A man jumps out of an airplane with a parachute on his back. As he’s falling, he realizes hiss chute is broken. He doesn’t know anything about parachutes, but as the earth rapidly approaches, he realizes his options are limited; he takes off the parachute and tries to fix it himself on the way down. The wind is ripping past his face, he’s dropping like a rock, and at 5000 feet, another man goes shooting up past him. In desperation, the man with the chute looks up and yells, “Hey do you know anything about parachutes?!”
The guy flying up looks down and yells, “No, do you know anything about gas stoves?!”
Interesting Fact: The first ascending-gliding parachute was developed by Pierre-Marcel Lemoigne in 1962. The same year, Lemoigne established an Aeronautical Training Center to introduce his new ascending-gliding parachute as a training tool for parachutists. The technique allows parachutists to train more efficiently by towing the parachutist to a suitable altitude, then releasing them to practice landings. This training method proved cheaper than—and just as effective as—an airplane. In 1963 Jacques-André Istel from Pioneer Parachute Company bought a license from Lemoigne to manufacture and sell the 24-gore ascending-gliding parachute which was trade-named “parasail.” ( https://en.wikipedia.org/wiki/Parasailing#History )
What do you get when a chicken lays an egg on top of a barn?
Interesting Fact: Ospreys are excellent anglers. Over several studies, Ospreys caught fish on at least 1 in every 4 dives, with success rates sometimes as high as 70 percent. The average time they spent hunting before making a catch was about 12 minutes—something to think about next time you throw your line in the water. ( https://www.allaboutbirds.org/guide/Osprey/lifehistory )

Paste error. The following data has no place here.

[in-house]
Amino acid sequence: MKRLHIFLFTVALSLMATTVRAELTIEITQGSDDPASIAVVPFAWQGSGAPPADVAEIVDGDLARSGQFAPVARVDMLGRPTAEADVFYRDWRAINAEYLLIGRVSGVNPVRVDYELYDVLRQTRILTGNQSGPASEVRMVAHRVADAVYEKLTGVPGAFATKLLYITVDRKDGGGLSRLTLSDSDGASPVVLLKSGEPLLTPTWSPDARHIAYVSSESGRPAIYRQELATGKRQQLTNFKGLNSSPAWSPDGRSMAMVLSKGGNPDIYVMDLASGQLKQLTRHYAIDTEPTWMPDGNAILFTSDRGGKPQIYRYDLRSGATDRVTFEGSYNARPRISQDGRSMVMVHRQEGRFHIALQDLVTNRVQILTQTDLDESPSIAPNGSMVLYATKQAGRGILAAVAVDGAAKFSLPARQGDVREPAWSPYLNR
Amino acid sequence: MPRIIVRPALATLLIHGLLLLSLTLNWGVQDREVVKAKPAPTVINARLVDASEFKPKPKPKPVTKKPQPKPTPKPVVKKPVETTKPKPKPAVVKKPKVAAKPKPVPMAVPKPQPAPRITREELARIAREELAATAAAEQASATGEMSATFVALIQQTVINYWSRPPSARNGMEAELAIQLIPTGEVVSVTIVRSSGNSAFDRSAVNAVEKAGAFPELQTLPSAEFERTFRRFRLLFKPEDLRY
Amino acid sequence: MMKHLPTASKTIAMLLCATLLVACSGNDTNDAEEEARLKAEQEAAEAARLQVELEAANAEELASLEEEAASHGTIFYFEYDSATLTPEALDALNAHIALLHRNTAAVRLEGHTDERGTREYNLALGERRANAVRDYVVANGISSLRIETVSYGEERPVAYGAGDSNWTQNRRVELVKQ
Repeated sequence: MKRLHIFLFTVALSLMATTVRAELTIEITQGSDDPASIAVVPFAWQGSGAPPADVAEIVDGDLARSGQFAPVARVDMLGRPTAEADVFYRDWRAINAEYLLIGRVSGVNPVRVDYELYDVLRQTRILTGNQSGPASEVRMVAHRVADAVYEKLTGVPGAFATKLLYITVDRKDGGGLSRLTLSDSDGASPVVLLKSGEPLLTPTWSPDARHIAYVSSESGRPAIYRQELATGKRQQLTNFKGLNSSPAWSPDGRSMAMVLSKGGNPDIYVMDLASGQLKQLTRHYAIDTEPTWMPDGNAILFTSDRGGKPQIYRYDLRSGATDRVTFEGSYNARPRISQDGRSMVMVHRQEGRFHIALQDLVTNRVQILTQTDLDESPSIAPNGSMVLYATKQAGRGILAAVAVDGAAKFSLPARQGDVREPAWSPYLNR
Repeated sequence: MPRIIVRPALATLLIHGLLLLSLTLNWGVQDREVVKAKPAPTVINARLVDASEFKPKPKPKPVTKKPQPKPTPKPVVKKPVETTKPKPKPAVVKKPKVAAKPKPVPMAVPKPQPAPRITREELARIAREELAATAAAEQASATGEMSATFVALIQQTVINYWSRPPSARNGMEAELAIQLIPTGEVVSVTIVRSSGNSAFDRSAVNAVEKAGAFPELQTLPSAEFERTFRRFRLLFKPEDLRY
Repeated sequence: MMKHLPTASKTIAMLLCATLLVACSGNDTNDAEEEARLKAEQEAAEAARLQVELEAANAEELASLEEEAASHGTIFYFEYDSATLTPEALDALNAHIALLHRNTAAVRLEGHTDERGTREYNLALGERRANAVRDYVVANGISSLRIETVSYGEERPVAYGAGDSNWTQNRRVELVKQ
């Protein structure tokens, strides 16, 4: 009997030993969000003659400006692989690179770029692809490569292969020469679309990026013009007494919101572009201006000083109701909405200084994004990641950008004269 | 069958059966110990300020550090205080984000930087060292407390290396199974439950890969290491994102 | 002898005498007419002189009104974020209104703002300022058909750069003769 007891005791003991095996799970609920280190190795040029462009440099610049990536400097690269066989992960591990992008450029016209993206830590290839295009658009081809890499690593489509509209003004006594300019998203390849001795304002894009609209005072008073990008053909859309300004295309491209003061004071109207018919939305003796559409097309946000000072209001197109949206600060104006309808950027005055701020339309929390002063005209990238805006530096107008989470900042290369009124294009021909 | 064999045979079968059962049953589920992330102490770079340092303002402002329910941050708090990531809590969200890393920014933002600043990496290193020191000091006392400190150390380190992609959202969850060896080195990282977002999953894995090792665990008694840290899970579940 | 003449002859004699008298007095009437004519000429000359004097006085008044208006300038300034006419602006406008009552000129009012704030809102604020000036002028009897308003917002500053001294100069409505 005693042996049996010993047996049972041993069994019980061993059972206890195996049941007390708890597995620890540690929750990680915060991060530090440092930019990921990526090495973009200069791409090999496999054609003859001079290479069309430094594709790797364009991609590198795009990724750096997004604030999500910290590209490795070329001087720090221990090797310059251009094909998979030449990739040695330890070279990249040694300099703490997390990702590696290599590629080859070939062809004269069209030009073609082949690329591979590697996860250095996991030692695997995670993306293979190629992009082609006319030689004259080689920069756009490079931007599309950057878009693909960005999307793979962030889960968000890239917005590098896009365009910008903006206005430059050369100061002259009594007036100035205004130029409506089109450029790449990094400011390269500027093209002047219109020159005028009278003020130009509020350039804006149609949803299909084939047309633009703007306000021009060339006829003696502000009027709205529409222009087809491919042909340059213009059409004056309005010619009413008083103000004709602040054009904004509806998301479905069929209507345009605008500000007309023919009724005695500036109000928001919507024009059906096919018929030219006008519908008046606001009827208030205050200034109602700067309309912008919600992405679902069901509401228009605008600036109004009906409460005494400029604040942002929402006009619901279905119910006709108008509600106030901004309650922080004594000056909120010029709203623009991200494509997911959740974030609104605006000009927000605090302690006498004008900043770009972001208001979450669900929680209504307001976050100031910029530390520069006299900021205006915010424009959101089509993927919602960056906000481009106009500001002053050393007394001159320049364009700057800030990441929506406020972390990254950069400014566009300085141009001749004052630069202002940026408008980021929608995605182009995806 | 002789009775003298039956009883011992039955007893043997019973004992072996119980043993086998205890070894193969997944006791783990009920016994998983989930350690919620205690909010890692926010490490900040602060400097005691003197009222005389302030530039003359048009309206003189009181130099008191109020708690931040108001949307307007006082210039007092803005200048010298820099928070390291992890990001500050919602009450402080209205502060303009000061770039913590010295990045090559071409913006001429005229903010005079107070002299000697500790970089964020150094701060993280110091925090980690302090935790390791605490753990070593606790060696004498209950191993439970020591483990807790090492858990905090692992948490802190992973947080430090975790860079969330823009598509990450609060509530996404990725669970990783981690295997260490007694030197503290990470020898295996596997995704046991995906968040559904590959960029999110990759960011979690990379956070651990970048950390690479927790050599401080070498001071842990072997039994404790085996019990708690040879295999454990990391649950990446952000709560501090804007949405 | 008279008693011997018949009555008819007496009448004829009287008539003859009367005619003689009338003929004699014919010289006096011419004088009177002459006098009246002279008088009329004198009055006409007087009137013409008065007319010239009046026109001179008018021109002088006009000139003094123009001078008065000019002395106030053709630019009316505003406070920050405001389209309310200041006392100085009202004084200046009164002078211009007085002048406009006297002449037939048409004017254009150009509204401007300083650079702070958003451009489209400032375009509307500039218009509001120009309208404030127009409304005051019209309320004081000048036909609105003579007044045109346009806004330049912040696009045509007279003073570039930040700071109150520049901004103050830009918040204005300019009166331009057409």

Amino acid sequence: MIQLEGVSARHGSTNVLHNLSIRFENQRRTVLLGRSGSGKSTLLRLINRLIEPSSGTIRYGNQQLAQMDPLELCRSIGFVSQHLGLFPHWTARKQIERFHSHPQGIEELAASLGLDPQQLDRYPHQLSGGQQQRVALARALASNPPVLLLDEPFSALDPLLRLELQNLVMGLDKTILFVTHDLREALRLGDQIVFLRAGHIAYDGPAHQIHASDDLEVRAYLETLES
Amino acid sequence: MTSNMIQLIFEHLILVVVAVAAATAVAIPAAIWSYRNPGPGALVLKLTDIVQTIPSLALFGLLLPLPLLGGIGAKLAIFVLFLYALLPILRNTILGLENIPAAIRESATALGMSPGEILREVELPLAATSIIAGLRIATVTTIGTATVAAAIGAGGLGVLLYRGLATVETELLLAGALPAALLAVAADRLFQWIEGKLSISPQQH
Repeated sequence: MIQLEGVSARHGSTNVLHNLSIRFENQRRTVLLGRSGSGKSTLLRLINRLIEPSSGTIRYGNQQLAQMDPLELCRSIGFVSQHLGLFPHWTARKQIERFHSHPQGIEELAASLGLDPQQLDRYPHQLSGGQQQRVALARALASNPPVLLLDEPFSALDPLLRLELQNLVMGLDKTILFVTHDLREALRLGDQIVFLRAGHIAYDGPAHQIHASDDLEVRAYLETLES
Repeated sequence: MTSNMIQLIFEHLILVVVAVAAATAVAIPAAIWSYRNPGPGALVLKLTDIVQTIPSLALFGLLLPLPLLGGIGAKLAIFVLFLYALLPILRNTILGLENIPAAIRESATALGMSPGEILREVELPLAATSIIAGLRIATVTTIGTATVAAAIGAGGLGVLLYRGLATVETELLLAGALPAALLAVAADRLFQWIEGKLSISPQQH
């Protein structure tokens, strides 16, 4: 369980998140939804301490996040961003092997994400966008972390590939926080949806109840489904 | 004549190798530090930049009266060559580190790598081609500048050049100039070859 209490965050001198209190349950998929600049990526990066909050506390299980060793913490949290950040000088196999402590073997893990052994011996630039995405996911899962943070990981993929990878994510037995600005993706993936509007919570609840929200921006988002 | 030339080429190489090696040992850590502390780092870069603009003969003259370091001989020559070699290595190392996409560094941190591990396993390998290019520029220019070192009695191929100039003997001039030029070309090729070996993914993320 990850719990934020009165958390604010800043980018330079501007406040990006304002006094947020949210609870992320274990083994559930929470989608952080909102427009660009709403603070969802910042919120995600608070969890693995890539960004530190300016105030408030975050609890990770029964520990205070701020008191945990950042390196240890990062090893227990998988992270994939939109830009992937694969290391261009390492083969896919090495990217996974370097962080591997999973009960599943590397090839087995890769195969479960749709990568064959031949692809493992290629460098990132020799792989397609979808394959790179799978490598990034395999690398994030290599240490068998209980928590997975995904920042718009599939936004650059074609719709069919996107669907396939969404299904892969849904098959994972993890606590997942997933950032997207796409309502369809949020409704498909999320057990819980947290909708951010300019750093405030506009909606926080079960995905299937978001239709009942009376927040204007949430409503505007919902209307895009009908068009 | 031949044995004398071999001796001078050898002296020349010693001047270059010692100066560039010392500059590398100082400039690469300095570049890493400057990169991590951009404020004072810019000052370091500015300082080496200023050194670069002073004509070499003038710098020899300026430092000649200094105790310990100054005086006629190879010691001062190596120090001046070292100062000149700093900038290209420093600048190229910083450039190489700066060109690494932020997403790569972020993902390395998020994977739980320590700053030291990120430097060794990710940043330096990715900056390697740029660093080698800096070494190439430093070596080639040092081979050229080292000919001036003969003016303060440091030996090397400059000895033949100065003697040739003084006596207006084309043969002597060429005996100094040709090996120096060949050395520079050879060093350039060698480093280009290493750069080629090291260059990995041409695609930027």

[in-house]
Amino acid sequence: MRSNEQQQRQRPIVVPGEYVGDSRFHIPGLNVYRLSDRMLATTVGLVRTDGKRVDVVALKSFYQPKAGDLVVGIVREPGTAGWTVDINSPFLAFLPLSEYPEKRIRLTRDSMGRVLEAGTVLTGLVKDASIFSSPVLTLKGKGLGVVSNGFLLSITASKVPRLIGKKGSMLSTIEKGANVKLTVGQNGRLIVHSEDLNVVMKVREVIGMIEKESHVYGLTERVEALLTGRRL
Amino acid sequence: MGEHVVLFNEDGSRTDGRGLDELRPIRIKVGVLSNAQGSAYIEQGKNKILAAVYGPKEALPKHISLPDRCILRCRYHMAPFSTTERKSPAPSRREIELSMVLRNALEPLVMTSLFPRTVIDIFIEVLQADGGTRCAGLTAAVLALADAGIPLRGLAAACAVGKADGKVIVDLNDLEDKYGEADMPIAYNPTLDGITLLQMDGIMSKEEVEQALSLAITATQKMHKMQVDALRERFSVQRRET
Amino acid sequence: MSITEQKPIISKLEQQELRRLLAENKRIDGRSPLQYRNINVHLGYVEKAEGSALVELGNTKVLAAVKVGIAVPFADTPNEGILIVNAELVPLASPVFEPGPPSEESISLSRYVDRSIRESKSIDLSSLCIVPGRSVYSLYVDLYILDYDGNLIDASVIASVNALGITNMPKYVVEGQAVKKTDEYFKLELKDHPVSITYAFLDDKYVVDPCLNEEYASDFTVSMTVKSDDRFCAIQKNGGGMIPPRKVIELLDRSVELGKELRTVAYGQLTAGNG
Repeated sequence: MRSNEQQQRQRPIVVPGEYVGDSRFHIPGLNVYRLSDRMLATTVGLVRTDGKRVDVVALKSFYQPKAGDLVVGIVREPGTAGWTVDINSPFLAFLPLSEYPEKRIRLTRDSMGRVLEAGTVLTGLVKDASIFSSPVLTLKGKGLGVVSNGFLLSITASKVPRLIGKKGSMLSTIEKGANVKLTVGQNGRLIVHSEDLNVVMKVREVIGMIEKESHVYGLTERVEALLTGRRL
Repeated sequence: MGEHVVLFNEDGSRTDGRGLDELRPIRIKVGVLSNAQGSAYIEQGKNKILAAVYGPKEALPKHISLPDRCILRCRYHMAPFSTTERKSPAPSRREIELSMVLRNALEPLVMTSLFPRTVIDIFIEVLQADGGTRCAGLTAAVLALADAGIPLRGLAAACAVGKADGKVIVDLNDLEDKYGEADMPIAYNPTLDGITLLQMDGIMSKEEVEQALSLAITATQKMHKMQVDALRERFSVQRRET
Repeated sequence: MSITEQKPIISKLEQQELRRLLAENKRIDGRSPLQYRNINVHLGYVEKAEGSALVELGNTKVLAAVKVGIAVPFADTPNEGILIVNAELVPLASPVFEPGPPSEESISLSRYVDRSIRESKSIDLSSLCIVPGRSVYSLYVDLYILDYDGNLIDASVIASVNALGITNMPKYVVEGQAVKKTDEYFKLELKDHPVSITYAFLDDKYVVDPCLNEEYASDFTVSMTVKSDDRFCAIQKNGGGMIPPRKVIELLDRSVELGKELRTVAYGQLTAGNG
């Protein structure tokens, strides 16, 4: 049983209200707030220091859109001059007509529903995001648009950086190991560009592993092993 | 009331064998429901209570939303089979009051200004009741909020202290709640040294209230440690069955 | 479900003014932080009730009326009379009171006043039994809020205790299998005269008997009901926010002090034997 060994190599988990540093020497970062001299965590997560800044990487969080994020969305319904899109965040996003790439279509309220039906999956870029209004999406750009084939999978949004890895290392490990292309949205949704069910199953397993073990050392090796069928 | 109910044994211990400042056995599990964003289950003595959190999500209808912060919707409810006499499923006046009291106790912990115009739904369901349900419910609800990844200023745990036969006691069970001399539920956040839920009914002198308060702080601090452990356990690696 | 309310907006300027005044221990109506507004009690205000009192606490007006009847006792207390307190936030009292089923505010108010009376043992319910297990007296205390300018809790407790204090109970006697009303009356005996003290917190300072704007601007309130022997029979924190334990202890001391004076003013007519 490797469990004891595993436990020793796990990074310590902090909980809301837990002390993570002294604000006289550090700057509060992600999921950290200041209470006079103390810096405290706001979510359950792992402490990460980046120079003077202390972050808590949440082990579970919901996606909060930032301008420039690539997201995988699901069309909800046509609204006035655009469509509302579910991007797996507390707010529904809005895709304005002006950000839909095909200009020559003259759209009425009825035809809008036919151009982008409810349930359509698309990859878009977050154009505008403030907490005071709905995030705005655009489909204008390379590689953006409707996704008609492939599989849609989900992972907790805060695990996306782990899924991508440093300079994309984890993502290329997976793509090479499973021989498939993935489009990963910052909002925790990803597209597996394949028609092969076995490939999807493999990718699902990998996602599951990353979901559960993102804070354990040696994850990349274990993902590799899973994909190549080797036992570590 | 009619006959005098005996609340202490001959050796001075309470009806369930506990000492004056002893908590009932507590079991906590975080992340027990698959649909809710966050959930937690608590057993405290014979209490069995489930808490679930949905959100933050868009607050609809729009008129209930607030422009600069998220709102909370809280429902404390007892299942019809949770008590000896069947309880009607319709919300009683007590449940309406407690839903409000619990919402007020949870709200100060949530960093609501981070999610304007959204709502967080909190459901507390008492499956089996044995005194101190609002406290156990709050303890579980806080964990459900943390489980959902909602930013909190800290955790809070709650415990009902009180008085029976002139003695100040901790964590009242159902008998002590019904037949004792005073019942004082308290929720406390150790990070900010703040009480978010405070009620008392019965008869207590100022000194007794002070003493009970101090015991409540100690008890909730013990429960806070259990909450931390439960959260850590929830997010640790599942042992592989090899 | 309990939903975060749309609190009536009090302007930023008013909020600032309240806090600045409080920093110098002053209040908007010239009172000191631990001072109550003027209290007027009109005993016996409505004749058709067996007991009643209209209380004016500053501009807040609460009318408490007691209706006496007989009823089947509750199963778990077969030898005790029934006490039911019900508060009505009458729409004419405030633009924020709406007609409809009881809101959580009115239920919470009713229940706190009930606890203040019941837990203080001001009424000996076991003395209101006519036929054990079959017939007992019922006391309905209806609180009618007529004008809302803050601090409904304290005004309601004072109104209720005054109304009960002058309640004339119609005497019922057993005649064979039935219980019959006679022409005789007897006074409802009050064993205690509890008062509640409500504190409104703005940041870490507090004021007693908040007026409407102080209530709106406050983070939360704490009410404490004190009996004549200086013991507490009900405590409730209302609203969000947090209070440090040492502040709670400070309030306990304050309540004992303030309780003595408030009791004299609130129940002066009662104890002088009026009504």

Interesting Fact: Nonbreeding adults eat about a quarter-pound of food daily, or a tenth of their body mass—that’s about 5 small mammals. Nestlings start feeding themselves (swallowing lemmings whole) at about 16 days old. It’s estimated that a brood of 2 nestlings requires 26 pounds of food during the 40 days between hatching to fledging. ( https://www.allaboutbirds.org/guide/Rough-legged_Hawk/lifehistory )
There were three workers; one crane operator, one pole climber, one guide.
The guide tied the crane to the end of a pole. The crane operator would then pick the pole up on end. The climber climbed to the top and dropped a tape measure which the guide promptly read and noted the measurement. The crane operator then lowered the pole to the ground and repsitioned to pick up another pole.
This went on several times when the foreman came over and asked why they couldn’t measure the poles while they were laying on the ground?
The worker replied, “we need to know how tall the poles are, not how long”.
Interesting Fact: It is assumed that Roman engineers lifted these extraordinary weights by two measures. First, as suggested by Heron, a lifting tower was set up, whose four masts were arranged in the shape of a quadrangle with parallel sides, not unlike a siege tower, but with the column in the middle of the structure (Mechanica 3.5). Second, a multitude of capstans were placed on the ground around the tower, for, although having a lower leverage ratio than treadwheels, capstans could be set up in higher numbers and run by more men (and, moreover, by draught animals). This use of multiple capstans is also described by Ammianus Marcellinus (17.4.15) in connection with the lifting of the Lateranense obelisk in the Circus Maximus (ca. 357 AD). The maximum lifting capability of a single capstan can be established by the number of lewis iron holes bored into the monolith. In case of the Baalbek architrave blocks, which weigh between 55 and 60 tons, eight extant holes suggest an allowance of 7.5 ton per lewis iron, that is per capstan. Lifting such heavy weights in a concerted action required a great amount of coordination between the work groups applying the force to the capstans. ( https://en.wikipedia.org/wiki/Crane_(machine)#History )